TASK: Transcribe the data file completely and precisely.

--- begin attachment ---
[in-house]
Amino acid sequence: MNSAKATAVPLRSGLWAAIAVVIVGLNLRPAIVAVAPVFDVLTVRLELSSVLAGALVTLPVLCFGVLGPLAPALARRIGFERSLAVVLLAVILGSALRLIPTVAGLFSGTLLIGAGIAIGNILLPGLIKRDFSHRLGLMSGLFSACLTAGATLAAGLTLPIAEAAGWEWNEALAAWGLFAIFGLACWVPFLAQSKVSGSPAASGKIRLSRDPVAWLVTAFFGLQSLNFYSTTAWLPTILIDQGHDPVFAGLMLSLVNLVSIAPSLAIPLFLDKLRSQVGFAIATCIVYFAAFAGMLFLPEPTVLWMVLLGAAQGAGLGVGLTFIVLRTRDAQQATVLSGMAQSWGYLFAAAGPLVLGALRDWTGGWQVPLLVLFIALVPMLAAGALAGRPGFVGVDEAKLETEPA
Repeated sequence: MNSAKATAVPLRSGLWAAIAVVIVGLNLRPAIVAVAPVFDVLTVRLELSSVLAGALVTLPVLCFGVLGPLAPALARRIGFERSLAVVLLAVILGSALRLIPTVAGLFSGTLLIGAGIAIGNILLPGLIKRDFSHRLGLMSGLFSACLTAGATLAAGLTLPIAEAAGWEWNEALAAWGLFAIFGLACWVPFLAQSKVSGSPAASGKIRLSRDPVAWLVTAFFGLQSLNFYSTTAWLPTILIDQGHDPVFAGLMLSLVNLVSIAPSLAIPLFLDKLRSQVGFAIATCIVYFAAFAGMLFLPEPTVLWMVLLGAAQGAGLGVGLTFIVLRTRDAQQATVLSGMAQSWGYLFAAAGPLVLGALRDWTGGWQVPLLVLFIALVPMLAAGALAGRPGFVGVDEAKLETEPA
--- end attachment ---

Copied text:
[in-house]
Amino acid sequence: MNSAKATAVPLRSGLWAAIAVVIVGLNLRPAIVAVAPVFDVLTVRLELSSVLAGALVTLPVLCFGVLGPLAPALARRIGFERSLAVVLLAVILGSALRLIPTVAGLFSGTLLIGAGIAIGNILLPGLIKRDFSHRLGLMSGLFSACLTAGATLAAGLTLPIAEAAGWEWNEALAAWGLFAIFGLACWVPFLAQSKVSGSPAASGKIRLSRDPVAWLVTAFFGLQSLNFYSTTAWLPTILIDQGHDPVFAGLMLSLVNLVSIAPSLAIPLFLDKLRSQVGFAIATCIVYFAAFAGMLFLPEPTVLWMVLLGAAQGAGLGVGLTFIVLRTRDAQQATVLSGMAQSWGYLFAAAGPLVLGALRDWTGGWQVPLLVLFIALVPMLAAGALAGRPGFVGVDEAKLETEPA
Repeated sequence: MNSAKATAVPLRSGLWAAIAVVIVGLNLRPAIVAVAPVFDVLTVRLELSSVLAGALVTLPVLCFGVLGPLAPALARRIGFERSLAVVLLAVILGSALRLIPTVAGLFSGTLLIGAGIAIGNILLPGLIKRDFSHRLGLMSGLFSACLTAGATLAAGLTLPIAEAAGWEWNEALAAWGLFAIFGLACWVPFLAQSKVSGSPAASGKIRLSRDPVAWLVTAFFGLQSLNFYSTTAWLPTILIDQGHDPVFAGLMLSLVNLVSIAPSLAIPLFLDKLRSQVGFAIATCIVYFAAFAGMLFLPEPTVLWMVLLGAAQGAGLGVGLTFIVLRTRDAQQATVLSGMAQSWGYLFAAAGPLVLGALRDWTGGWQVPLLVLFIALVPMLAAGALAGRPGFVGVDEAKLETEPA